PBOC Suspends Mandatory Ratings for Interbank Market Bond Issuers
China’s central bank has suspended almost all credit ratings requirements for companies who sell bonds and other debt financing instruments on the interbank market, as regulators continue their overhaul of the credit ratings industry to stamp out problems such as inflated rankings.
The halt on the need for an issuer rating will apply to all non-financial companies as part of a pilot program to promote the market-oriented reform of the industry, the People’s Bank of China (PBOC) said in a statement (link in Chinese) on Wednesday. The interbank market is China’s main bond market, accounting for 86% of outstanding onshore bonds (link in Chinese) at the end of last year.
The move is the latest measure by financial regulators to shake up the sector and restore market confidence after a series of scandals and defaults of highly rated bonds exposed deep-rooted problems including inflated ratings and corruption. Investors have long complained that domestic ratings agencies award some companies high rankings they don’t deserve in order to secure clients and have failed to flag risks of default.
Regulators have punished several top Chinese ratings agencies, including China Chengxin International Credit Rating Co. Ltd., which in December was banned from rating new interbank bonds for three months over its role in a scandal involving a bond default by state-owned Yongcheng Coal and Electricity Holding Group Co. Ltd.
The PBOC’s announcement follows a similar move implemented in February by the China Securities Regulatory Commission for bonds traded on the country’s two stock exchanges. It also comes in the wake of a decision in March by the PBOC-backed National Association of Financial Market Institutional Investors, which oversees the interbank market, to cancel the requirement for issuers to disclose credit ratings on some types of bonds.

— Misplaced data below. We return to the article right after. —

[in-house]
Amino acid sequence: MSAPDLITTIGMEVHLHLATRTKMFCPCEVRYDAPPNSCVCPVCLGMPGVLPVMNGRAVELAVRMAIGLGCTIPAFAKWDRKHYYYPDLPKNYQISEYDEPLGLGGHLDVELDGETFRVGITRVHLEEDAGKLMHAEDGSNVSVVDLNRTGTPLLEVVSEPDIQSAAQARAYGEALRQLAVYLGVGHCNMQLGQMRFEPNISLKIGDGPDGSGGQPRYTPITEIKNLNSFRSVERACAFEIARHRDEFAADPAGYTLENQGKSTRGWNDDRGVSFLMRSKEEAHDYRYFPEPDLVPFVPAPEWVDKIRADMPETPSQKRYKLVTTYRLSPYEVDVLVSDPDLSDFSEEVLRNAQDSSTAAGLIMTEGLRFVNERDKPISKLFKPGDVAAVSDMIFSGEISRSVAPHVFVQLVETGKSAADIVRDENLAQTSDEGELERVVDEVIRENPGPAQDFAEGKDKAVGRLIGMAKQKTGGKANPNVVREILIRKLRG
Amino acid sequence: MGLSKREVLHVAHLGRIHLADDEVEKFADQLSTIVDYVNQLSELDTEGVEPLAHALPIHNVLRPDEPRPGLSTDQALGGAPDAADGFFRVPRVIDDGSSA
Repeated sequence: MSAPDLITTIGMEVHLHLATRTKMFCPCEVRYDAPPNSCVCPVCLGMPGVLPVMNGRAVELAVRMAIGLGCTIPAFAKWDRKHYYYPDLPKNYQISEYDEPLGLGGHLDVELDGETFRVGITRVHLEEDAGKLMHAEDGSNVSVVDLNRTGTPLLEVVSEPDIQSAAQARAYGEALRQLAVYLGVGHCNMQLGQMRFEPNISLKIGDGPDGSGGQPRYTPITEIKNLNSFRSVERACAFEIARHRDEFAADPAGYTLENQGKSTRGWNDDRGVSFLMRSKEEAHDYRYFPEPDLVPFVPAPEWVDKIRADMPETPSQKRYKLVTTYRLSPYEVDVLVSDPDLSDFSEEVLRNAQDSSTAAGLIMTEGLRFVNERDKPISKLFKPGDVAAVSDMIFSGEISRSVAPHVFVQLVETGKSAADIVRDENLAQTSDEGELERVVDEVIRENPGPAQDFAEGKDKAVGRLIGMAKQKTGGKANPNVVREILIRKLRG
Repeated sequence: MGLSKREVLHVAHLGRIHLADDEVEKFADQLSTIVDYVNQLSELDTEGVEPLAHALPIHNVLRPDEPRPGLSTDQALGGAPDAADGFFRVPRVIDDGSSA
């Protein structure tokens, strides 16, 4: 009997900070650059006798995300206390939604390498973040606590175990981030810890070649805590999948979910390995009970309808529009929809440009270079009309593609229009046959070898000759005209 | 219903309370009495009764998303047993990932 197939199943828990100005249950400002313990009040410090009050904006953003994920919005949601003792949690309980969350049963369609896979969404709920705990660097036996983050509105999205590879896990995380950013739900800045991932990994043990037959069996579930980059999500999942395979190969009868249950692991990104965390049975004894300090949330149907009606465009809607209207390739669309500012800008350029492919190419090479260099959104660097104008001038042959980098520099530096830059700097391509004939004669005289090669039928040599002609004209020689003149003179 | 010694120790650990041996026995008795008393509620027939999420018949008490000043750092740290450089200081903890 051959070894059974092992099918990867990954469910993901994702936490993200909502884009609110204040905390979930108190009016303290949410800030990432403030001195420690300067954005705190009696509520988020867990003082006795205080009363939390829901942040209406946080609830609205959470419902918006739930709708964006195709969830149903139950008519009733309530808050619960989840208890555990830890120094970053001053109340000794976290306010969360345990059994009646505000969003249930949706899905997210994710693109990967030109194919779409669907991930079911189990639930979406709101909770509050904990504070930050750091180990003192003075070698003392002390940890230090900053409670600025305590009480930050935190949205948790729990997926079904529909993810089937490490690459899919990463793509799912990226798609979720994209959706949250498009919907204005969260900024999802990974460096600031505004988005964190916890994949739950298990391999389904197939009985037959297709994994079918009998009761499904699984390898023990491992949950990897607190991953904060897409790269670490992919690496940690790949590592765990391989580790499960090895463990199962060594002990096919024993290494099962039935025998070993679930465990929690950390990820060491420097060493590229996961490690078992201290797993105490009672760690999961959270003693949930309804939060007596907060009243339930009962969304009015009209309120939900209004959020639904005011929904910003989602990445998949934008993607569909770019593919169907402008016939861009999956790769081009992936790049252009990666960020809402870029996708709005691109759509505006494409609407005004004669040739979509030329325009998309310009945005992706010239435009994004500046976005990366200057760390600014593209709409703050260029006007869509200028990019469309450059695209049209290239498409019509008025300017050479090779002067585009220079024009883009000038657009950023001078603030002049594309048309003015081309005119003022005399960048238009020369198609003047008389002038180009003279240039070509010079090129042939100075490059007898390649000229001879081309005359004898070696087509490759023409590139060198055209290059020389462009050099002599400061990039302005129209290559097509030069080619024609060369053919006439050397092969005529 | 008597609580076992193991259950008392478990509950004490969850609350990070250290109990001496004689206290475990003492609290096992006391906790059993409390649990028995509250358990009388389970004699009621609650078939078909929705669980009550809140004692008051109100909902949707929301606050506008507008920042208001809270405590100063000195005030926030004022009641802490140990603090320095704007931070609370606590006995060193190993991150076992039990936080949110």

The latest rules mean the interbank market has now abolished mandatory ratings requirements for all debt other than asset-backed securities, in line with the practice in international bond markets. This will mainly benefit high-quality state-owned enterprises (SOEs), which dominate the onshore corporate bond market, as they will no longer need to pay for ratings, an industry participant told Caixin.
Weaker SOEs and privately owned companies will still have an incentive to secure an issuer rating and ratings for individual bonds from a trustworthy ratings agency in order to bolster their credibility in the eyes of investors, the person said.
The overhaul of the credit ratings sector is aimed at moving to a more market-based system that relies less on ratings paid for by issuers and encourages investors to make their own decisions about a company’s creditworthiness. Market participants have said that removing compulsory ratings requirements means ratings firms will have to compete for market share based on their credibility and the quality of their credit ratings reports rather than their price, which should lead to a more effective system for identifying risk.
In a statement (link in Chinese) released last week outlining reform measures for the sector, regulators called for an increase in ratings paid for by investors and encouraged such ratings to be used in a wider range of situations such as bond valuations and pricing.
But that’s likely to take a long time. Although investor-paid agencies issue good-quality ratings, they lack access to primary market issuance, and it is difficult for them to affect bond pricing, Li Xin, an executive at China Bond Rating Co. Ltd., a major investor-paid ratings agency, told Caixin. “In the short term, the Chinese ratings industry will remain dominated by issuer-paid agencies.”
Nevertheless, it means the “good old days” when ratings agencies made easy money from doling out credit rankings are gone and the industry as a whole may shrink, some analysts have said.
Contact reporter Guo Yingzhe (email@example.com) and editor Nerys Avery (firstname.lastname@example.org)
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